With scary Halloween just around the corner, I don’t want to alarm readers with the Bloody Red title. Rest assured, it doesn’t indicate gory events ahead, but instead, something bright and cheery–and bloody red.
Oxblood lilies, Rhodophiala bifida, are naturalized autumn bulb beauties scattered throughout Central Texas. The plants originated from Argentina and Uruguay and were introduced to Texas by German immigrant and botanist, Peter Henry Oberwetter, who settled in Texas during the mid-1800s. He collected plants, gardened, and bequeathed following Texas gardeners a legacy of brilliance. Scott Ogden, in his book Garden Bulbs for the South, writes that Oberwetter made both Oxblood lilies and the Texas native Rain lilies, Cooperia pedunculata, available for the budding nursery industry.
The first fall rains which typically occur in late August and September–those soakers tasked with breaking the summer heat and drought–give permission for Oxblood’s fleshy stems to stretch up and out from the buried-in-the-soil bulbs, seemingly overnight. In the next days buds appear, with gorgeous crimson flowers to follow.
My Oxbloods were a little late this year owing to our hellish hot and dry September, but they’ve arrived with the dribbles of October rain. Pops of scarlet look at me! flowers are peeking out from underneath and up alongside, other plants.
The little crew in the above photo will need transplanting to another spot, or perhaps, to several spots, because they’re currently snuggled underneath a shrub that will become denser with time. The Oxbloods will eventually be overgrown and disappear–and I don’t want that, do I?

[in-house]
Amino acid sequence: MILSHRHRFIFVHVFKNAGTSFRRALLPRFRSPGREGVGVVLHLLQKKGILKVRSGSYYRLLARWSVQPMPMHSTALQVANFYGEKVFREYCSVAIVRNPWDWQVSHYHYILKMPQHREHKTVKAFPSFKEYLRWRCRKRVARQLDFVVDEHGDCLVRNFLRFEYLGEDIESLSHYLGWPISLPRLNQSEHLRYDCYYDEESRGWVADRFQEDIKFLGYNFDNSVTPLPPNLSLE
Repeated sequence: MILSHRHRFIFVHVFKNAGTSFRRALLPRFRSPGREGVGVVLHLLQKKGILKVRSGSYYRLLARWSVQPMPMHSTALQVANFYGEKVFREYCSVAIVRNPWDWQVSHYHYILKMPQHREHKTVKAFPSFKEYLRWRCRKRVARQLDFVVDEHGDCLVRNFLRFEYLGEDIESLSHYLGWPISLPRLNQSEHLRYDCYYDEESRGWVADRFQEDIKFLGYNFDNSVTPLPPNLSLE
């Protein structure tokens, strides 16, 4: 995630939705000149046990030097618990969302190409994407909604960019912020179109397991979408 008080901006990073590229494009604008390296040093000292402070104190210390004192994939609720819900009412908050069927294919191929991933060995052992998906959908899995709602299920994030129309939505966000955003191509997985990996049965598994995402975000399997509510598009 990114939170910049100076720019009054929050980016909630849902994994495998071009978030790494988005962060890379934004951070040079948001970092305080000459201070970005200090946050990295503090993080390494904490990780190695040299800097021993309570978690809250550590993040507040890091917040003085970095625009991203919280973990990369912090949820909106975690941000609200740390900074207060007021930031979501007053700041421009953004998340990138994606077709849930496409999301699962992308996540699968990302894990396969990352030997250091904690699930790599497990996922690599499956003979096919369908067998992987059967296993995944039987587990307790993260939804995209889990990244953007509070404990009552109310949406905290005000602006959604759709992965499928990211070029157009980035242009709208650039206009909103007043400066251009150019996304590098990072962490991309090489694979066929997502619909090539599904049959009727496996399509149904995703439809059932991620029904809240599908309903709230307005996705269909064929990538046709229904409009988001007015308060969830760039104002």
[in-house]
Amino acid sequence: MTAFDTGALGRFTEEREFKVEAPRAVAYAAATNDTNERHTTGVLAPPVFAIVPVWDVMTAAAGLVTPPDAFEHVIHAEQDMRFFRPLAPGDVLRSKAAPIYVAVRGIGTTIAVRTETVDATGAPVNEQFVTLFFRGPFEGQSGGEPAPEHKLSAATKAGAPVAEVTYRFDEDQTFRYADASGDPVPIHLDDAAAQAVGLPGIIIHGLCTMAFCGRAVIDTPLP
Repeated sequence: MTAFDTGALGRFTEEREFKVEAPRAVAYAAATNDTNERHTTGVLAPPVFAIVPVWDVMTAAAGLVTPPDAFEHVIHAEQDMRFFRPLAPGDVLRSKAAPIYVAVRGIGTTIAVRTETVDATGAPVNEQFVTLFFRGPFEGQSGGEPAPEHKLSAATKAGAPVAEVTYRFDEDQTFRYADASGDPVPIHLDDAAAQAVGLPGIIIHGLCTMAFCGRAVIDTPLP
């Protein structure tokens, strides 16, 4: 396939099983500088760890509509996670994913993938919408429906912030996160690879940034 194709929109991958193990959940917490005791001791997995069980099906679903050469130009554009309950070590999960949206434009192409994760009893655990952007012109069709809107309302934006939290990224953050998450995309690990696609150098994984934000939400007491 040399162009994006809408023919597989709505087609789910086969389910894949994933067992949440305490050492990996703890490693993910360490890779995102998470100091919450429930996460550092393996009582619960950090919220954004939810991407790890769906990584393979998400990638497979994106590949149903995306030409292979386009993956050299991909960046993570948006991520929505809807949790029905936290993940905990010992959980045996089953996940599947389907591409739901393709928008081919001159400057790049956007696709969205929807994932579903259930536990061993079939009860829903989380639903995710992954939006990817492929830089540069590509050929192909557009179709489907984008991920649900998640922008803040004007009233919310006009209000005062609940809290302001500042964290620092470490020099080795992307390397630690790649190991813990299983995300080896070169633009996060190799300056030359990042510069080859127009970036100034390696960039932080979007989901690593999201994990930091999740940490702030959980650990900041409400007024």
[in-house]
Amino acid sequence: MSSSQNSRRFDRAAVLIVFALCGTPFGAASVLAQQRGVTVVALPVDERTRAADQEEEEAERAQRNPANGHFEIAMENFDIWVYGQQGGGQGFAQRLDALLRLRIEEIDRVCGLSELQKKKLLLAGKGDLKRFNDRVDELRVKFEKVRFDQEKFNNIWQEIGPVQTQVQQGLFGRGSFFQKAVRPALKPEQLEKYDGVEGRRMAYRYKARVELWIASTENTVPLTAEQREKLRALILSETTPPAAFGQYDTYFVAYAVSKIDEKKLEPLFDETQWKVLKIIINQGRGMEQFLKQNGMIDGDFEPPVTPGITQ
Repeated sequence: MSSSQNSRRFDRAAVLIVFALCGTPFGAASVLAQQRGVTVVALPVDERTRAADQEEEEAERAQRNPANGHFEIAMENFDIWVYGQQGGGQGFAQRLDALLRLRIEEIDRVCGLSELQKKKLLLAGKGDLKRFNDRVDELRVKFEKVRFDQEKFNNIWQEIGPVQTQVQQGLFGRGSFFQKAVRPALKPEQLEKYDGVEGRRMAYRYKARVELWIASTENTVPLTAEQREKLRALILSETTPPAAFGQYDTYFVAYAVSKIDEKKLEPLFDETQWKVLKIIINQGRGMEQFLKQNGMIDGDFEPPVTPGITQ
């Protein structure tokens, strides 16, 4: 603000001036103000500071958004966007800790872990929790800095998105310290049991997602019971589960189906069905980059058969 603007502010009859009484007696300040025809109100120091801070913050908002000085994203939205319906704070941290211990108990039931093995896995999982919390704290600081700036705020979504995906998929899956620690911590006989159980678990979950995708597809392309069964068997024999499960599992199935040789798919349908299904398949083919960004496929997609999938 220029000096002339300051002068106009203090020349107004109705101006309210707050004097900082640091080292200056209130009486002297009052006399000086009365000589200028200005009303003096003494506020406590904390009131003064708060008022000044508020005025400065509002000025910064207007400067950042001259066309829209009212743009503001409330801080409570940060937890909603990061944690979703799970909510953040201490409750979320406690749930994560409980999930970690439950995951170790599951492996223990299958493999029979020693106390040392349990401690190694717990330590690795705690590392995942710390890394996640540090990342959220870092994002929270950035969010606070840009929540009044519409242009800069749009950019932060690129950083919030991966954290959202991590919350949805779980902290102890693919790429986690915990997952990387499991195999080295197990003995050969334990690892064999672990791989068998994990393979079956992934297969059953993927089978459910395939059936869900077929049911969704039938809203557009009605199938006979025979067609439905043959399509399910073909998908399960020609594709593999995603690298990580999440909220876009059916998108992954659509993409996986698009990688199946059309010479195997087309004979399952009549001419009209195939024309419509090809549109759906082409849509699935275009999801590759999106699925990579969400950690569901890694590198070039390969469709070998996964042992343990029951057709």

I’ll mark the spot with a stake so that next spring I remember to dig up the bulbs and transplant them to a new place in the garden. After the Oxblood flowers fade, green, grassy foliage replaces the blooms and stalks, and that foliage remains evergreen for winter. At some point in spring (that I never notice until too late) the foliage disappears. If I don’t mark the spot in the next months, by spring the foliage will have vanished and I won’t recall exactly where the bulbs are located. Been there, done that.
Why not dig up the bulbs now? An Oxblood truism is that it’s best not to transfer bulbs until the foliage has faded so that the plant completes its natural cycle. That said, I have been guilty of moving Oxblood bulbs just after they bloomed. The Oxblood world did not come to a crashing end, though I can’t remember if blooms happened the following fall. My guess? Probably there were no blooms until the following year. Plants whose life cycles are disrupted, sulk, and then get their revenge by refusing to bloom.
Because I am able and I know it’s the right thing to do, I’ll be a fastidious, rule-following gardener, staking precisely and transplant appropriately.
The bloom period of individual Oxbloods isn’t long–just a few days each–but with a number of these bulbs planted throughout my gardens, the blooming is staggered over several weeks, providing a lovely splash-of-scarlet show and welcomed fall color.
Boasting of a bit of Texas (botanical) history and bloody beautiful Oxbloods, I’m joining today with Anna and her Wednesday Vignette. Check out her beautiful Flutter and Hum for musings of various sorts.